An Uber driver using his vehicle on the streets of Richmond, Va.
RICHMOND, Va. -- Taxi-like services that use smartphone apps to connect passengers and drivers will be legal under bills signed Tuesday by Gov. Terry McAuliffe.
Uber and Lyft, already operating in Virginia, will be required to be licensed and to screen drivers, including conducting background checks. Drivers will be insured, and the companies will pay fees to the state to cover the costs of regulation.
Paul Walsh, owner of Superior Executive Transportation in Virginia Beach and president of the Virginia Limousine Association, said the law will hurt taxi companies. "I'm disappointed. I think that for small companies in Virginia that operate traditional livery companies it's going to be very hurtful," he said. "We were a pretty small voice compared to the hired guns of Uber and Lyft."
Walsh responded further on the legislation to LCT Magazine on Feb. 18: “The passing of the TNC legislation in Virginia illustrates the difficulty in working with legislators when big business is heavily involved either directly or through heavy handed lobbyist as employed by the TNCs. Two of the points we asked for after it was obvious that the legislation was going to be pushed through was to be grandfathered to avoid the $70,000 to $100,000 fee for registering as a TNC for new businesses wanting to join the TNC world. Also, we had asked the legislators to grant us the same standards as far as part-time insurance and not having to pay business personal property taxes on our vehicles. Both requests were not even considered.”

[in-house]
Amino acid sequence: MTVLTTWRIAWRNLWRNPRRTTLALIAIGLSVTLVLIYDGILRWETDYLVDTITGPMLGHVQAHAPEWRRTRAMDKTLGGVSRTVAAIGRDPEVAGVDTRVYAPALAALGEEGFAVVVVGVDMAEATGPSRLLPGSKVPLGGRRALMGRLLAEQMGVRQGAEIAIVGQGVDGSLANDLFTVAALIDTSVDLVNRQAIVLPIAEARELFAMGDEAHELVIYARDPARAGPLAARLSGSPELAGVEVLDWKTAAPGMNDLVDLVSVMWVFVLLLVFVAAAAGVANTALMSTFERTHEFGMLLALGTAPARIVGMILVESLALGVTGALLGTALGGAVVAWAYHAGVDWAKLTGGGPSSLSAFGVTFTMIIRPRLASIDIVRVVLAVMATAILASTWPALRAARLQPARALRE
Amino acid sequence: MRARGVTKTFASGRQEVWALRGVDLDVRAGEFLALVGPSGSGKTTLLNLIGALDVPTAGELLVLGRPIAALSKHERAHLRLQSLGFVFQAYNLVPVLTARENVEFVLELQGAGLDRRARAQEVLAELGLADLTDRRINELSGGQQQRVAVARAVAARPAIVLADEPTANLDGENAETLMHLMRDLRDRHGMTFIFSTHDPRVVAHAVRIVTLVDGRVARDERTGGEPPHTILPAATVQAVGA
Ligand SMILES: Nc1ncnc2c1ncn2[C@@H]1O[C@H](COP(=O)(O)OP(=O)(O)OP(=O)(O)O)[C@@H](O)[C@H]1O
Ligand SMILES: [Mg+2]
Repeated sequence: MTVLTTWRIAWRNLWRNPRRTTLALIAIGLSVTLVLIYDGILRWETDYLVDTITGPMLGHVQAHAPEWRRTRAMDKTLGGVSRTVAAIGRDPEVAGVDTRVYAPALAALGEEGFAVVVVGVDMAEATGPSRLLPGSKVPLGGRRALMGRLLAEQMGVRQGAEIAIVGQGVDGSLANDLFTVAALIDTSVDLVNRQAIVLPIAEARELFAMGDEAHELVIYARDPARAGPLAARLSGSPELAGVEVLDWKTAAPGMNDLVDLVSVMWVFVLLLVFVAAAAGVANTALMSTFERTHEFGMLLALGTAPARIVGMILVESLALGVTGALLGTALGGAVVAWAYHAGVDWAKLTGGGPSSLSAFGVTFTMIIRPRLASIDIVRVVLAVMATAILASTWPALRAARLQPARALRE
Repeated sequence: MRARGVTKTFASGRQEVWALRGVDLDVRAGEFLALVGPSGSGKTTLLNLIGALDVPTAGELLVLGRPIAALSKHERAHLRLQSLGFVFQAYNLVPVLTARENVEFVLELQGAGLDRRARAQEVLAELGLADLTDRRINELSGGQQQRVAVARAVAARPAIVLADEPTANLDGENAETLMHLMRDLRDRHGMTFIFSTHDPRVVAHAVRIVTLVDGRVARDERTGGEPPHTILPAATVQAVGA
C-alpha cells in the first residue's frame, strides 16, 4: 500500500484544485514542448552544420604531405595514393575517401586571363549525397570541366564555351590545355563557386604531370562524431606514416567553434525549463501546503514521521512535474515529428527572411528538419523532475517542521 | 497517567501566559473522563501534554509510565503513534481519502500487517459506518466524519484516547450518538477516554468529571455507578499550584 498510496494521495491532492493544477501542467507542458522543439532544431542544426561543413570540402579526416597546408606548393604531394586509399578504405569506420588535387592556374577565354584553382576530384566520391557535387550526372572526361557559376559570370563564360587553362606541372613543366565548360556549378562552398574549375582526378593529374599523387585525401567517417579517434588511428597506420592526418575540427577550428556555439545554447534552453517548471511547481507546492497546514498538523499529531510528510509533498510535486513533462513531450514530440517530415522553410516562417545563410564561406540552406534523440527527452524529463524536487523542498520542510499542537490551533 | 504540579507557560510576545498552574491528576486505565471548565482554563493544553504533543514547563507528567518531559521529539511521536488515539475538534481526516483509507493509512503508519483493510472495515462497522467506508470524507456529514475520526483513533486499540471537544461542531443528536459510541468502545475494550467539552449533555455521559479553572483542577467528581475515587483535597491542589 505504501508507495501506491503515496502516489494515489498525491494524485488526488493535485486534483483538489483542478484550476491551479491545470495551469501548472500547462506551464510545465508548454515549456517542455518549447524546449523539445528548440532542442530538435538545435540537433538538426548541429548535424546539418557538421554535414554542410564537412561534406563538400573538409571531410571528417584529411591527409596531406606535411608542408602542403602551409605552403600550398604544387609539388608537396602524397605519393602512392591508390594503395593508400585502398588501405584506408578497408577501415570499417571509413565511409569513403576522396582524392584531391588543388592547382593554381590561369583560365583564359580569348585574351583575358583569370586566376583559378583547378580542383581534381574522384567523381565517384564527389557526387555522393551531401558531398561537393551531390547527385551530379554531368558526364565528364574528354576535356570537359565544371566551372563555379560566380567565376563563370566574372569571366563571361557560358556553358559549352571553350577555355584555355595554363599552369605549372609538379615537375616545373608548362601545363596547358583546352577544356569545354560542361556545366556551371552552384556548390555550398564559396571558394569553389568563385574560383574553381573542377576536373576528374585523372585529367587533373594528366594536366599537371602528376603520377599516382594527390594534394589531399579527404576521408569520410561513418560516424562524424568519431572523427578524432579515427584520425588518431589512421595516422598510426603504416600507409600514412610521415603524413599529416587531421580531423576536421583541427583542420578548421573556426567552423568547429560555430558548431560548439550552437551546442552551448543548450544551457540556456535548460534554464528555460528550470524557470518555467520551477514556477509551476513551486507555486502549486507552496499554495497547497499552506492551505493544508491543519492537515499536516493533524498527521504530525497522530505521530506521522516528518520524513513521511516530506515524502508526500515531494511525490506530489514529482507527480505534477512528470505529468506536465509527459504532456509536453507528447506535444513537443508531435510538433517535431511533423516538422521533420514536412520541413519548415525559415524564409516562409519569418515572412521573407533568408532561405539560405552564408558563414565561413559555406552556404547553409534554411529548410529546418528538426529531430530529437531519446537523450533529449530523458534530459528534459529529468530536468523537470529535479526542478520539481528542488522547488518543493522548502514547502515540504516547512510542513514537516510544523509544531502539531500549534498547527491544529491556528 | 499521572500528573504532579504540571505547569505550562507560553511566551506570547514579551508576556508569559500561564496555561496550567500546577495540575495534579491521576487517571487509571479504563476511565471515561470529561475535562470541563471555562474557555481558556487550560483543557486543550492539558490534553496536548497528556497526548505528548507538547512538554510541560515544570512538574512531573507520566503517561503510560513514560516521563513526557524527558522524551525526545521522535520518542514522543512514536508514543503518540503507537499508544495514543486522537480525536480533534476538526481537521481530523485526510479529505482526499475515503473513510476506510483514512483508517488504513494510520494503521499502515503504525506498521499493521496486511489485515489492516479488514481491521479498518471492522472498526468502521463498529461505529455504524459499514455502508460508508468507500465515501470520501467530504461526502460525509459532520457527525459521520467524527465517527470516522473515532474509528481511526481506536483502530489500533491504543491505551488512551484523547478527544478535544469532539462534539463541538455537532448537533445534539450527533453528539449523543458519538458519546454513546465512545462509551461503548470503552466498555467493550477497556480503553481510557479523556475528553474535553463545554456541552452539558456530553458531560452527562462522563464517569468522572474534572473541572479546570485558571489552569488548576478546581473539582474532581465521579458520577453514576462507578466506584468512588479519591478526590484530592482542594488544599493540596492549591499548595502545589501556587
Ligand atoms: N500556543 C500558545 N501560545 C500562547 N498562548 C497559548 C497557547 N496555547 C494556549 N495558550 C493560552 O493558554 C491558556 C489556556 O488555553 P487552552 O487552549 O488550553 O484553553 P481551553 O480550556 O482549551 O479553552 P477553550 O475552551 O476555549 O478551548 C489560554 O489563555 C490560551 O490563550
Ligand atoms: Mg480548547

Virginian Pilot article here